How a physician makes a compressed nerve diagnosis

You may suspect spinal nerve compression is the source of symptoms like pain, tingling, numbness, cramping and muscle weakness but it’s important to see a physician for an accurate diagnosis. While a description of your symptoms might be enough to reach a preliminary conclusion that nerve compression might be a contributing factor, it usually requires much more information to determine the exact location of the problem, the underlying cause and how it should be treated.

It starts with your decision to go to the physician’s office, which usually doesn’t occur until neck or back pain or other symptoms have become serious enough to affect everyday activities and your quality of life. Learning more about how a physician diagnoses nerve compression can make you more engaged and confident as you work with him or her to find the relief you deserve.

Questions to diagnose nerve compression

In addition to lab testing and diagnostic imagery, some of the most important tools used by a physician to make a compressed nerve diagnosis are relatively simple. Most appointments to diagnose neck or back pain begin with questions about symptoms and your medical history. These questions might include:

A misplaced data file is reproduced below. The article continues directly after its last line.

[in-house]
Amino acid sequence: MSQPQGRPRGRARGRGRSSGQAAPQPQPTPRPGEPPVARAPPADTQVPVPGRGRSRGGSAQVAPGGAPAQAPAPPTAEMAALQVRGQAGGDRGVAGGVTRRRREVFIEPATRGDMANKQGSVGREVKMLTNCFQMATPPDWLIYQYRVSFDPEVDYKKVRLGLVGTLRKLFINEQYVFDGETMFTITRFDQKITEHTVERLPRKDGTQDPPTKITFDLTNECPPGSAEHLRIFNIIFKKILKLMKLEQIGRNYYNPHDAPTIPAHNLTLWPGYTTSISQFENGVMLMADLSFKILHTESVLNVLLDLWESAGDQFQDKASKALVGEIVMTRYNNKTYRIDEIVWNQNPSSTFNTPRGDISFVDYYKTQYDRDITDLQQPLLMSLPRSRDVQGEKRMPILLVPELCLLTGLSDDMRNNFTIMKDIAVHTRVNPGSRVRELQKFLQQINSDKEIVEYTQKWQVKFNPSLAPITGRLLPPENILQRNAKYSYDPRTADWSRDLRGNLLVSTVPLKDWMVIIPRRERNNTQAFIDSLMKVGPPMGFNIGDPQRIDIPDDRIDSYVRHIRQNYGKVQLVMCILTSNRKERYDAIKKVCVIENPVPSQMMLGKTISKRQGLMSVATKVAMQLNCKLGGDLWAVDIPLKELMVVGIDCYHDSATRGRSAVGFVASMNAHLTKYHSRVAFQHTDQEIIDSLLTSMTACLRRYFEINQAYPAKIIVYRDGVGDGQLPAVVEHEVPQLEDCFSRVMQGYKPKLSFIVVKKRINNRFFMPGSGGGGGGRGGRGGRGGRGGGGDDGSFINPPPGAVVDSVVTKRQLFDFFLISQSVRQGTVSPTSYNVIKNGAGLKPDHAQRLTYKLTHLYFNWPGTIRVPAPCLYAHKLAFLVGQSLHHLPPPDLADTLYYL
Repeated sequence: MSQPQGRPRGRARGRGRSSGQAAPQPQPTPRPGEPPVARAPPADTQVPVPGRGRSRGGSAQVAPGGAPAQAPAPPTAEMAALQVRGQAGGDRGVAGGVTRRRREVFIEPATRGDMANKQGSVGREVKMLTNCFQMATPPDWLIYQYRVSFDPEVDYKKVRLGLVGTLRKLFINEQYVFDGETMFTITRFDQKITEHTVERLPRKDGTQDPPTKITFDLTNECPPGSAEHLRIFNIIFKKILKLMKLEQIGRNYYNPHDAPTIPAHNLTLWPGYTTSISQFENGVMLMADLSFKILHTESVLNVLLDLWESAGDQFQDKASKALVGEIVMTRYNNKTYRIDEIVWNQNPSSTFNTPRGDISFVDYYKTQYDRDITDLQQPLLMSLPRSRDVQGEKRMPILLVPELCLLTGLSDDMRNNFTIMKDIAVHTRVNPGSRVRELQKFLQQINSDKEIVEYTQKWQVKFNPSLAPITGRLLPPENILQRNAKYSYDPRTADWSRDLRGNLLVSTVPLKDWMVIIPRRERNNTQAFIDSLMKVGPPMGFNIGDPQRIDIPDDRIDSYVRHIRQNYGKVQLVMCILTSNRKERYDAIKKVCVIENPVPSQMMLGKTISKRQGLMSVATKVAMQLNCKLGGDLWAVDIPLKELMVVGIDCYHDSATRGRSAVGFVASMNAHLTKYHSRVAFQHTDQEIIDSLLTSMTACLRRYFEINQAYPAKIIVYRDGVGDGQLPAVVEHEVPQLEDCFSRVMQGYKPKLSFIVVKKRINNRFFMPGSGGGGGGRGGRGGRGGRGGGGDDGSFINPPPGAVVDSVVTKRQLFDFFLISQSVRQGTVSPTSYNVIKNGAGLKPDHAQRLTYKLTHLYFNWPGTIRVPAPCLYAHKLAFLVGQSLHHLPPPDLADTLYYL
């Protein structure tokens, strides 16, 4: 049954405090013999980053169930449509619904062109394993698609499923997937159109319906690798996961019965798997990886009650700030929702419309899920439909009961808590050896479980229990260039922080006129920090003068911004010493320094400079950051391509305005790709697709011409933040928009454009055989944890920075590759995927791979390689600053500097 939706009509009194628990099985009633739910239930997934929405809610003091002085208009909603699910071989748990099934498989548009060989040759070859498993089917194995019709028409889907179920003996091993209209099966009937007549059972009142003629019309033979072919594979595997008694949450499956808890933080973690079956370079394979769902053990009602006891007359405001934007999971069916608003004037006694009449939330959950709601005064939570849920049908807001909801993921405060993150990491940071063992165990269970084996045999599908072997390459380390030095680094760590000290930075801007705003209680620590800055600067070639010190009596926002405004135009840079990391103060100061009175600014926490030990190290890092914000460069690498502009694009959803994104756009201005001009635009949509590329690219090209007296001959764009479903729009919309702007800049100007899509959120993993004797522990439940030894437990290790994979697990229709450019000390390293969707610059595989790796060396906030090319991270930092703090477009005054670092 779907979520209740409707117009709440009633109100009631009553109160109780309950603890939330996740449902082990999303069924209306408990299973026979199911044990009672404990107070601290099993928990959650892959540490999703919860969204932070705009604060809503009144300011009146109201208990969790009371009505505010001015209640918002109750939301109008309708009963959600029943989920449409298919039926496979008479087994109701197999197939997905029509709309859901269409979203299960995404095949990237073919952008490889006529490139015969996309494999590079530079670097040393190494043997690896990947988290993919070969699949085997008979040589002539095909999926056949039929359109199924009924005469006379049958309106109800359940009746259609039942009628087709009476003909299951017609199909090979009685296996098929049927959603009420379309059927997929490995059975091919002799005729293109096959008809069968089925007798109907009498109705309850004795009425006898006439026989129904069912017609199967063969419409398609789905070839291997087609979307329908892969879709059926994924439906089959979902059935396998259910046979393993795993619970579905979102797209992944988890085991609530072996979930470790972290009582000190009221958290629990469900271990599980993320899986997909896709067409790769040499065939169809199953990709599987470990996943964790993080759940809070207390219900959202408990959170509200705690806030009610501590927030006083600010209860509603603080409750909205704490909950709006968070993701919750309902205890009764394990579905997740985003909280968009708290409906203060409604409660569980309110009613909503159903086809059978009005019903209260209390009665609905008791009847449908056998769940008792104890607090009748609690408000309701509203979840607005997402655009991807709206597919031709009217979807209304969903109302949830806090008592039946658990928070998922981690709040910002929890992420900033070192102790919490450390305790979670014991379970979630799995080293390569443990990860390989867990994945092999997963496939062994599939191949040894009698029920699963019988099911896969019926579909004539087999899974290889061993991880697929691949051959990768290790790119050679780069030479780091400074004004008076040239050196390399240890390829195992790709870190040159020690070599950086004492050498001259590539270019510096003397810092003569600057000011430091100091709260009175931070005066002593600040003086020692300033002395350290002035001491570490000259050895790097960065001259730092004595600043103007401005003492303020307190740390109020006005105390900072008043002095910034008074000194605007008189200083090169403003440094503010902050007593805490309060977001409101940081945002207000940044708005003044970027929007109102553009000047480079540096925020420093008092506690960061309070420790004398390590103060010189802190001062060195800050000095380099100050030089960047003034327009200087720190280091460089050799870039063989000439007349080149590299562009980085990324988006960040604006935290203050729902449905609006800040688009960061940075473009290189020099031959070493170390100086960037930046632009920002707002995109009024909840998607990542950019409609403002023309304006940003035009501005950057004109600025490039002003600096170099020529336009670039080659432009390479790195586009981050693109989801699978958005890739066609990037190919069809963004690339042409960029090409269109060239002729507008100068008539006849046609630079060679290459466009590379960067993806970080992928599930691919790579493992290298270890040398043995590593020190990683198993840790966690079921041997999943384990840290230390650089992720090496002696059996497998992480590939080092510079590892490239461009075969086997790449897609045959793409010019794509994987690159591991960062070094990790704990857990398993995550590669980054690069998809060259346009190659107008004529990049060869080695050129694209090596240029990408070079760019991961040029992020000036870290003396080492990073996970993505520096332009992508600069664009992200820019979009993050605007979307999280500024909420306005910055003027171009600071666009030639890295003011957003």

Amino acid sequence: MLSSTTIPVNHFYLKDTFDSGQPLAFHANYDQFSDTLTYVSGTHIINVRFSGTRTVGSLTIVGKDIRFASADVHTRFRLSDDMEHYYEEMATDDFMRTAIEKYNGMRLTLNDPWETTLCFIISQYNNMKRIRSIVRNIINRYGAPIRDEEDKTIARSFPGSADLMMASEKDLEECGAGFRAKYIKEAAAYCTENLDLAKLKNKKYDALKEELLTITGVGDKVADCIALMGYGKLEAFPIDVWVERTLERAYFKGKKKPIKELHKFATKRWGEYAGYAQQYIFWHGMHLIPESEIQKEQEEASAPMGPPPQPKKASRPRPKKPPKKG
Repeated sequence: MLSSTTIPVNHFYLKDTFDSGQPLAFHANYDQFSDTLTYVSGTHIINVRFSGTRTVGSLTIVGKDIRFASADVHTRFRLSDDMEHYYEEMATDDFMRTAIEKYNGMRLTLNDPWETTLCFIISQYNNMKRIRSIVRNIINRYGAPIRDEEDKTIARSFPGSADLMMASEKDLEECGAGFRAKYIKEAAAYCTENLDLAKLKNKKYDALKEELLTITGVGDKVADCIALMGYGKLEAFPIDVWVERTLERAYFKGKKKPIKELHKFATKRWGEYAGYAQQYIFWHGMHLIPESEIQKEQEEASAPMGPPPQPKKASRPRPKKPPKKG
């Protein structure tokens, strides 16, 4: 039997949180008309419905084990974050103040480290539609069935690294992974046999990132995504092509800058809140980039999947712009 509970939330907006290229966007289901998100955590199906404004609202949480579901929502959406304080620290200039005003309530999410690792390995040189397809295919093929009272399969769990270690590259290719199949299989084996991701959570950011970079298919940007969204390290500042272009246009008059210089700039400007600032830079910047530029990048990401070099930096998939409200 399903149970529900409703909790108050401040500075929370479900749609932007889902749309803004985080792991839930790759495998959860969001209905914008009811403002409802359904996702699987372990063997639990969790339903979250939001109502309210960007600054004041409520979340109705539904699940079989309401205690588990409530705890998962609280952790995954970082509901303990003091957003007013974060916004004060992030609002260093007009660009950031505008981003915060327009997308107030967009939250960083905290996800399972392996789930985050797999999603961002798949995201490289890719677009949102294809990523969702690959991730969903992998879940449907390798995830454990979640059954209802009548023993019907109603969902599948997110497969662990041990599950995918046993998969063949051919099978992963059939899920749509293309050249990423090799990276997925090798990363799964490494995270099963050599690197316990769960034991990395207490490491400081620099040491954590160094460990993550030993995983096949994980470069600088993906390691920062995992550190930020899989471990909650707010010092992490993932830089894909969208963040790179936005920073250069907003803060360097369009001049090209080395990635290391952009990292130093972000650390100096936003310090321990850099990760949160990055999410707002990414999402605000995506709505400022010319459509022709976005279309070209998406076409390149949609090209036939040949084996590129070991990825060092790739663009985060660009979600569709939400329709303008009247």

• Have you or has anyone in your family experienced neck or back pain before?
  • If so, what was the nature and cause of it?
  • When did your symptoms begin?
  • Do they occur more frequently or are they more extreme during certain times of day or during certain physical activity?
  • What types of treatments have you already attempted?

A physician will use the answers to these and other questions to create a larger picture of your condition and overall health. He or she will also conduct a physical examination that could include palpation of the spine and range-of-motion tests. Medical imaging, including an X-ray, MRI or CT scan might be ordered to confirm a diagnosis or pinpoint the location of the compressed nerve.

After the compressed nerve diagnosis is made

Once the diagnosis has been reached, a treatment plan will be developed. This plan usually begins with a course of conservative methods such as prescription narcotic drugs, exercise, stretching and other nonsurgical treatments. Surgery might become an option if symptoms persist after several weeks or months.

If you have received a compressed nerve diagnosis and have been unable to manage your symptoms conservatively, contact Laser Spine Institute. Our minimally invasive decompression and stabilization procedures have helped more than 75,000 patients since 2005 and are often the clinically appropriate first surgical choice compared to traditional open neck or back surgery.

Reach out to our dedicated team today for a no-cost review of your MRI report or CT scan* to determine if you may be a candidate for our minimally invasive outpatient spine surgery.